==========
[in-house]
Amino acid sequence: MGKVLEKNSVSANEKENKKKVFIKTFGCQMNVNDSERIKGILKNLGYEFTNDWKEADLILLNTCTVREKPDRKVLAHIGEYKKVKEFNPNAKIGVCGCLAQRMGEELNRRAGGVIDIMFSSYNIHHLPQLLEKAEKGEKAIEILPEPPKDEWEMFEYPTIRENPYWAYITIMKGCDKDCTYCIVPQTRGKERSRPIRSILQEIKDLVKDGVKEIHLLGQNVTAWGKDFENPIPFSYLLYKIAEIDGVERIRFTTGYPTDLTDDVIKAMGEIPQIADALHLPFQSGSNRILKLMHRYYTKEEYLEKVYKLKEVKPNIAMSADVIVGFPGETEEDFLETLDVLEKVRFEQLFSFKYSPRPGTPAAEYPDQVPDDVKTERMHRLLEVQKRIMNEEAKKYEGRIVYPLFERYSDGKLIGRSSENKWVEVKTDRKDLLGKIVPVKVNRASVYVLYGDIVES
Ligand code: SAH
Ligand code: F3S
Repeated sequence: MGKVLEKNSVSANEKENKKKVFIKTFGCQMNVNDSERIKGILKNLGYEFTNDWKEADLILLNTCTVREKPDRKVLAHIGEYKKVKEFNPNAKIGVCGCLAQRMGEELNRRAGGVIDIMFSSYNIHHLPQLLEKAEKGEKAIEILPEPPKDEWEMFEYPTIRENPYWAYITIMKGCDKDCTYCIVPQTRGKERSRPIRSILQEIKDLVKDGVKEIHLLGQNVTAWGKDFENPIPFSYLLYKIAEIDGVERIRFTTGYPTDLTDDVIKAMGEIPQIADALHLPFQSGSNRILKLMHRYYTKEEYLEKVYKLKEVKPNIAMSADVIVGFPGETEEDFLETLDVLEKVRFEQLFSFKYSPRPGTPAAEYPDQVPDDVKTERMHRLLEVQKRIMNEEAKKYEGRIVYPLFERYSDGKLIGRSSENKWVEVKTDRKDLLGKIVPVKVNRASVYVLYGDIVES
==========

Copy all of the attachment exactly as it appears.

[in-house]
Amino acid sequence: MGKVLEKNSVSANEKENKKKVFIKTFGCQMNVNDSERIKGILKNLGYEFTNDWKEADLILLNTCTVREKPDRKVLAHIGEYKKVKEFNPNAKIGVCGCLAQRMGEELNRRAGGVIDIMFSSYNIHHLPQLLEKAEKGEKAIEILPEPPKDEWEMFEYPTIRENPYWAYITIMKGCDKDCTYCIVPQTRGKERSRPIRSILQEIKDLVKDGVKEIHLLGQNVTAWGKDFENPIPFSYLLYKIAEIDGVERIRFTTGYPTDLTDDVIKAMGEIPQIADALHLPFQSGSNRILKLMHRYYTKEEYLEKVYKLKEVKPNIAMSADVIVGFPGETEEDFLETLDVLEKVRFEQLFSFKYSPRPGTPAAEYPDQVPDDVKTERMHRLLEVQKRIMNEEAKKYEGRIVYPLFERYSDGKLIGRSSENKWVEVKTDRKDLLGKIVPVKVNRASVYVLYGDIVES
Ligand code: SAH
Ligand code: F3S
Repeated sequence: MGKVLEKNSVSANEKENKKKVFIKTFGCQMNVNDSERIKGILKNLGYEFTNDWKEADLILLNTCTVREKPDRKVLAHIGEYKKVKEFNPNAKIGVCGCLAQRMGEELNRRAGGVIDIMFSSYNIHHLPQLLEKAEKGEKAIEILPEPPKDEWEMFEYPTIRENPYWAYITIMKGCDKDCTYCIVPQTRGKERSRPIRSILQEIKDLVKDGVKEIHLLGQNVTAWGKDFENPIPFSYLLYKIAEIDGVERIRFTTGYPTDLTDDVIKAMGEIPQIADALHLPFQSGSNRILKLMHRYYTKEEYLEKVYKLKEVKPNIAMSADVIVGFPGETEEDFLETLDVLEKVRFEQLFSFKYSPRPGTPAAEYPDQVPDDVKTERMHRLLEVQKRIMNEEAKKYEGRIVYPLFERYSDGKLIGRSSENKWVEVKTDRKDLLGKIVPVKVNRASVYVLYGDIVES